National Maritime Museum Manuscripts : Navigational workbook: workings of chronometers, Greenwich(?) and New York

Fisher, George

National Maritime Museum Manuscripts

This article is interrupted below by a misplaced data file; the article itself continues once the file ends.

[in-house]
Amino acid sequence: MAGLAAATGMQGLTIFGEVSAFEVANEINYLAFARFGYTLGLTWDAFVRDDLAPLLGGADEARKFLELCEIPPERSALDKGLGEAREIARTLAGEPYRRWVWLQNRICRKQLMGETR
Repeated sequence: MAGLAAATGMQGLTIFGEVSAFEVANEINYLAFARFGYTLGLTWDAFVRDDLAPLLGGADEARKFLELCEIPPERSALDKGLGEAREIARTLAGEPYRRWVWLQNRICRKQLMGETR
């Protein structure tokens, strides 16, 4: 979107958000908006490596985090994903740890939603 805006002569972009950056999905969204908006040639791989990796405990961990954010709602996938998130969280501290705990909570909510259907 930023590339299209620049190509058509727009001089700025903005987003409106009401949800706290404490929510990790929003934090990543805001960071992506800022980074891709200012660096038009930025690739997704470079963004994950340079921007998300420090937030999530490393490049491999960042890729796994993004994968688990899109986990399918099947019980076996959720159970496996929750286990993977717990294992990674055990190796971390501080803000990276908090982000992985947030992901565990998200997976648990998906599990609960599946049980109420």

<p style='text-align: justify;'>After time spent as an astronomer on two Arctic voyages, the first with David Buchan on board HMS Dorothea in 1818, the second with William Parry in 1821 on HMS Fury seeking the North West Passage, as well as several expeditions to the warmer climes of the Mediterranean aboard the HMS Asia in 1831, George Fisher retired from the Navy on half pay in 1834. Fisher took up the headship of the Royal Hospital School in Greenwich where he continued his academic interest in causes of variation in the rates of chronometers whilst planning and overseeing the construction of the school’s observatory.</p><p style='text-align: justify;'>This particular notebook is part of his work in this period at the end of the 1830s. It is concerned with the effect of different environmental conditions on the rate of chronometers, continuing from experiments conducted whilst on active service. There is <a href='' onclick='store.loadPage(4);return false;'> data (FIS/22:1-9)</a> collected regarding the effect of ‘suspending’ and ‘clamping’ a chronometer and the <a href='' onclick='store.loadPage(13);return false;'> effect (FIS/22:10)</a> of placing the chronometer on a pad of wool. There is also <a href='' onclick='store.loadPage(19);return false;'> data (FIS/22:16)</a> for fluctuations in temperatures which was a variable Fisher had also previously studied in the Arctic. These experiments were conducted at ‘the observatory’ and given Fisher’s locality to Greenwich at the Royal Hospital School we can presume that this work was done at the Royal Observatory where he periodically assisted the Astronomer Royal, notably with the Observatory’s recording of the Solar Eclipse of the 8th of October 1847. This notebook serves to remind us of the maintenance required to keep a chronometer functioning even in this later period of the mid nineteenth-century and the constant demand for improved accuracy and precision.</p><p style='text-align: justify;'>Also within this volume there is evidence of Fisher having travelled to New York, perhaps more than once, and collected <a href='' onclick='store.loadPage(25);return false;'> data (FIS/22:22)</a> there during 1839 and 1840 for comparison with Greenwich. Also Fisher <a href='' onclick='store.loadPage(38);return false;'> compared (FIS/22:35)</a> the rates of the chronometers that he had been working with in New York as soon as he returned to England as well as <a href='' onclick='store.loadPage(50);return false;'> before (FIS/22:47)</a> he left England. This is accompanied by <a href='' onclick='store.loadPage(45);return false;'> extensive calculations for the longitude of New York City (FIS/22:42)</a>, focused on a point in Brooklyn which was 4700 feet East of the New York City Hall. There is also longer term experimental data recorded in this workbook: Fisher took the mean month rate of a clock made by John Roger Arnold and Edward John Dent with a ‘mercurial comparison’ for the whole of 1838 and 1839. The varied collection of data found in this workbook is not accompanied by any conclusions, there is little text with the volume comprising mostly page after page of figures and sums, implying that this notebook was perhaps one of a collection of books that Fisher maintained simultaneously with others from this period, perhaps containing more prose.</p><p style='text-align: justify;'>Sophie Waring<br />History and Philosophy of Science<br />University of Cambridge<br /></p>

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